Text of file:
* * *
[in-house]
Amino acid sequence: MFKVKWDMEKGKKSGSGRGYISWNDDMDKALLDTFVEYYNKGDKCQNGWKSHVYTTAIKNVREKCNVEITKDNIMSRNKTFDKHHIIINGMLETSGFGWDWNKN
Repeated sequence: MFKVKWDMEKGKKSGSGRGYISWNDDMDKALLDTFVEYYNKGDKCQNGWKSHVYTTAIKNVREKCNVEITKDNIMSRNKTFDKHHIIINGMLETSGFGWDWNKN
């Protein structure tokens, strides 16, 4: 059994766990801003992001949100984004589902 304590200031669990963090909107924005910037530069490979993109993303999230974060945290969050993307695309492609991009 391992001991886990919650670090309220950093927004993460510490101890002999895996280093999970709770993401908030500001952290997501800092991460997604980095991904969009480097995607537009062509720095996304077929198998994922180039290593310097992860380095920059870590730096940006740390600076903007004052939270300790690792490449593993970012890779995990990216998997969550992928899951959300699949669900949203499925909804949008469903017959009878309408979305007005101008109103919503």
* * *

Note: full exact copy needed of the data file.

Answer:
[in-house]
Amino acid sequence: MFKVKWDMEKGKKSGSGRGYISWNDDMDKALLDTFVEYYNKGDKCQNGWKSHVYTTAIKNVREKCNVEITKDNIMSRNKTFDKHHIIINGMLETSGFGWDWNKN
Repeated sequence: MFKVKWDMEKGKKSGSGRGYISWNDDMDKALLDTFVEYYNKGDKCQNGWKSHVYTTAIKNVREKCNVEITKDNIMSRNKTFDKHHIIINGMLETSGFGWDWNKN
């Protein structure tokens, strides 16, 4: 059994766990801003992001949100984004589902 304590200031669990963090909107924005910037530069490979993109993303999230974060945290969050993307695309492609991009 391992001991886990919650670090309220950093927004993460510490101890002999895996280093999970709770993401908030500001952290997501800092991460997604980095991904969009480097995607537009062509720095996304077929198998994922180039290593310097992860380095920059870590730096940006740390600076903007004052939270300790690792490449593993970012890779995990990216998997969550992928899951959300699949669900949203499925909804949008469903017959009878309408979305007005101008109103919503």